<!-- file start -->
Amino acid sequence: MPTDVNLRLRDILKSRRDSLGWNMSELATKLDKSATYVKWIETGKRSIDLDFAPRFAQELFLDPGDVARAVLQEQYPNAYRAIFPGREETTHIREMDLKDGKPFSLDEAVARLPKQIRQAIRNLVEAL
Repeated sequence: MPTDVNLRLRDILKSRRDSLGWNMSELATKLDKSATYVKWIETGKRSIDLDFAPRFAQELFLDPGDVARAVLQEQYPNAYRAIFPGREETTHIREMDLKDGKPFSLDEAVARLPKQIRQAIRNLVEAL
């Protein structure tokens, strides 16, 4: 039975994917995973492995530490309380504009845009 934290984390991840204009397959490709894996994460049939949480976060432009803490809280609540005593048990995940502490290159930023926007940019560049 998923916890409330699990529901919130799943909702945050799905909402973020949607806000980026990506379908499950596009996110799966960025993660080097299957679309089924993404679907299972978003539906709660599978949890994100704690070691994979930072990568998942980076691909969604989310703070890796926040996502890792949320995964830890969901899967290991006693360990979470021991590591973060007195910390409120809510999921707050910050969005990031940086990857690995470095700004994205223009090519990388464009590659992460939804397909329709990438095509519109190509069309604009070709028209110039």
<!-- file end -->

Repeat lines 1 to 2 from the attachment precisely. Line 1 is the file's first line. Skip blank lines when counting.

Amino acid sequence: MPTDVNLRLRDILKSRRDSLGWNMSELATKLDKSATYVKWIETGKRSIDLDFAPRFAQELFLDPGDVARAVLQEQYPNAYRAIFPGREETTHIREMDLKDGKPFSLDEAVARLPKQIRQAIRNLVEAL
Repeated sequence: MPTDVNLRLRDILKSRRDSLGWNMSELATKLDKSATYVKWIETGKRSIDLDFAPRFAQELFLDPGDVARAVLQEQYPNAYRAIFPGREETTHIREMDLKDGKPFSLDEAVARLPKQIRQAIRNLVEAL